Weeknotes: 14 to 25 October 2019

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A 2-week batch of weeknotes, having taken time last week to finish my NHS Leadership Academy Nye Bevan Programme element 2 submission. Things at work have been changing fast during the weeks that I’ve been writing this critically reflective essay, but the whole process has helped me to clarify what I need to focus on, both in the short term, and looking ahead at my career in the NHS. Also, the past couple of weeks have been less intense (for me at least) in terms of the NHS Digital reorganisation. For the first time in ages, I had more of my working week back to spend on design, user research, and developing my profession – which feels great.

1. What inspired me this week?

  • From afar, the tweets from GovJam. It was lovely to see several UK jams led by people I know, and Kathryn Grace connecting jammers all over the world as part of the HQ team.
  • I had half a day of training with Mindgym, who are running a series of sessions for all our NHS Digital line managers. Based on my own experience of the session, I think they could make a real difference to the way we lead across the organisation.
  • The response to Dean’s blog post ‘Building a diverse design team in challenging circumstances‘. This is important. You should read it, if you haven’t already.

2. How did I uphold the NHS Constitution?

  • Dean’s post was well-timed to inform a couple of meetings between our Digital Services Delivery profession leads and HR colleagues working on diversity, equality and inclusion. Wendy, our exec director, has challenged us to make our profession an exemplar of the organisation’s new approach.

3. What connections did I make?

  • A chat with Daniel from Birmingham-based Spaghetti Labs about a health-related project he’s starting out on. I’m delighted that there’s a space for this kind of thoughtful design exploration in the NHS.
  • A Hangout with Rohan and Ute from NES, one of the bodies working to make digital services better across health and care in Scotland, and a few days later a visit by Carol and a team from NHS24, who run the country’s public-facing health website. There’s scope for some great cross-border collaboration with both organisations.

4. What leadership teamwork did I see?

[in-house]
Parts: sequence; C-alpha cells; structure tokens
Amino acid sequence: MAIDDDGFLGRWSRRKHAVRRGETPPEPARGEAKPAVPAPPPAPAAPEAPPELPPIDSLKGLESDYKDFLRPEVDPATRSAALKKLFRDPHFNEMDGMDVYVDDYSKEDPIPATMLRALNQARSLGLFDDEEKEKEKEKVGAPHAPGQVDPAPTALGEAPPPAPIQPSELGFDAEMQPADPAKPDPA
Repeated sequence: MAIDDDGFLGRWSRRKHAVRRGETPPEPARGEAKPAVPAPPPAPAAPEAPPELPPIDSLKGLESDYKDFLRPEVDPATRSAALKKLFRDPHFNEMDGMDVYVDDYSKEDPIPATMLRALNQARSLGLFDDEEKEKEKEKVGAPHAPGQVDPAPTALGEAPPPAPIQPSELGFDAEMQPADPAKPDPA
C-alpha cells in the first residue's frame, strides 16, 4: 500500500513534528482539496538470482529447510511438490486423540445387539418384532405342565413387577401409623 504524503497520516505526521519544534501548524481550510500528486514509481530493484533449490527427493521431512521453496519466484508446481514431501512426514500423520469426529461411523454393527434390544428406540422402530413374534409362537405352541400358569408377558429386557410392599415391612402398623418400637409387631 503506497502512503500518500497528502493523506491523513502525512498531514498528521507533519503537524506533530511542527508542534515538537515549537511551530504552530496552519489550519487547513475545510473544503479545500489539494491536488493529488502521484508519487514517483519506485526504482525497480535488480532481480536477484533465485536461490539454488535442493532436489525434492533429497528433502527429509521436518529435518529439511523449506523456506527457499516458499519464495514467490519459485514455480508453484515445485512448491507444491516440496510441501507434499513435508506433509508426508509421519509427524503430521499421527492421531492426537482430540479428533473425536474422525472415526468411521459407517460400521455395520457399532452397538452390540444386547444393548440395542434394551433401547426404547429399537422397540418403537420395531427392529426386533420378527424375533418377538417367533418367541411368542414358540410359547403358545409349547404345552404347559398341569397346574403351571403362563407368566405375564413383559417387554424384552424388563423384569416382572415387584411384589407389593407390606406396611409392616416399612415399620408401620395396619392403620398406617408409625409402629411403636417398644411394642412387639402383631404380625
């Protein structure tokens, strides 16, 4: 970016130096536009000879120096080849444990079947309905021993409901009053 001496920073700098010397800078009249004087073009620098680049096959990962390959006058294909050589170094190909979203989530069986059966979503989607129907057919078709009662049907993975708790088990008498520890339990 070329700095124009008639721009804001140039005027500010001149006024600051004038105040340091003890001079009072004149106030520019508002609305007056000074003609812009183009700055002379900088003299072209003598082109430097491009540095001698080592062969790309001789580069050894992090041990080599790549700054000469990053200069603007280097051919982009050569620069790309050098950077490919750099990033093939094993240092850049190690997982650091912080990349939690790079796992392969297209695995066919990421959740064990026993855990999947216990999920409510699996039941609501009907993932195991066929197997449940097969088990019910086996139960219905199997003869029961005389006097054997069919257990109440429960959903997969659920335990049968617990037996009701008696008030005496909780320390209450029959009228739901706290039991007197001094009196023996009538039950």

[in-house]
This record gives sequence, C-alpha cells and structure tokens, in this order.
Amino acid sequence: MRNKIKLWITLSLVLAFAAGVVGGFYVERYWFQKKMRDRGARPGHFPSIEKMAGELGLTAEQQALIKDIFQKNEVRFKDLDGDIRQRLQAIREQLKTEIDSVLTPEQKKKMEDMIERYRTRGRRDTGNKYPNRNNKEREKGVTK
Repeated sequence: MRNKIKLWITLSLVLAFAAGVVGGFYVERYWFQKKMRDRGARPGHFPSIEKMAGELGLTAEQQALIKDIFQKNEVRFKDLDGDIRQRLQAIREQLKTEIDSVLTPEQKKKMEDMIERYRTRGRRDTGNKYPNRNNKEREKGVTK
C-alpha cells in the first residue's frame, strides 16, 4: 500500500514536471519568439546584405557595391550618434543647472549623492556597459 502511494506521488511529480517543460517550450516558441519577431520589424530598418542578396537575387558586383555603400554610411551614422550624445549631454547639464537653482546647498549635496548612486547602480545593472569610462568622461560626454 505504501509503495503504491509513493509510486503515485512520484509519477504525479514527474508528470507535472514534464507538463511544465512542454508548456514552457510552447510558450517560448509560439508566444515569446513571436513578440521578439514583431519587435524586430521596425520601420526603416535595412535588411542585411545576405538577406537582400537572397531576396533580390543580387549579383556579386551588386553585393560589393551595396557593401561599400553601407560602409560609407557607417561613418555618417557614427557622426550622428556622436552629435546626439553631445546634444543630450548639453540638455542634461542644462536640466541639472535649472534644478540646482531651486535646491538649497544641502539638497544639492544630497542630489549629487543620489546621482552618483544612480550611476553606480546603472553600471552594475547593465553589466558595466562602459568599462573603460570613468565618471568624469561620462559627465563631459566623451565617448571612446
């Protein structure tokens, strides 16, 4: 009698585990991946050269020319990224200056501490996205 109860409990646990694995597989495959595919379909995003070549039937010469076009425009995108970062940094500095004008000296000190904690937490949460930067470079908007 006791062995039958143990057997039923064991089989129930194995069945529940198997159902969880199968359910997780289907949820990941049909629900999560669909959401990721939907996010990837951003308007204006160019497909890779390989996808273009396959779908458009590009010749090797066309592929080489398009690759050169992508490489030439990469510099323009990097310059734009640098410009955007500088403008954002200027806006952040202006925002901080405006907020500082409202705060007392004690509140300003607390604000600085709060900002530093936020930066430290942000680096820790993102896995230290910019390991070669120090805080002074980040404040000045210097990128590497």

• The heads of and lead designers and user researchers working together to share our new operating model with colleagues. The reorganisation has been a stressful time for many, and is still going on for some. Amid all this, it’s important to look at the future for user-centred design in the NHS, and the leading role that NHS Digital people have to play in it.
  • I was impressed to see a demo of an integration prototype across three of our main public-facing services – e-Referrals, NHS login and the NHS App. Points 2 and 3 of the Government Service Standard dictate that our services should “solve a whole problem for users” and “provide a joined up experience across all channels”. To achieve those points, our teams have to work together, including collaboration between different suppliers. This prototype showed me that they can.

5. How did I make expectations clear?

  • I set out an expectation that as we link our services together more, we do cross-cutting user journey research to ensure that whole journeys are simple to use (that’s point 4 in the standard!). What we find in that research could have implications for all or any of its component services.
  • In a design working group call, expertly facilitated by Mohammed, I drew attention to the balance between control and trust – controlling how different teams use components and patterns so that the user experience is consistent, versus trusting good content people, designers, and user researchers to do their best work. I hope the team will talk more about that balance.
  • I reminded some colleagues of our strategic objective for delivery to be led by product managers. We have more work to do together to articulate what this means in practice.

6. What do I need to take care of?

  • The balance between user-centred design roles that I’m responsible for, and user experience as everyone’s job. Sometimes I’m working specifically with designers and user researchers, but other roles, such as content and front-end development are just as important and need just as much support to be user-centred.
  • More change is coming, so now is a good time to confirm what we’ve agreed, and have clear objectives in place for everyone. In writing my own objectives, I need to strike the right balance between my direct contribution to our product development priorities, and the enablers, such as design system and user research tools, which will help the whole organisation to become more user-centred over the long term.

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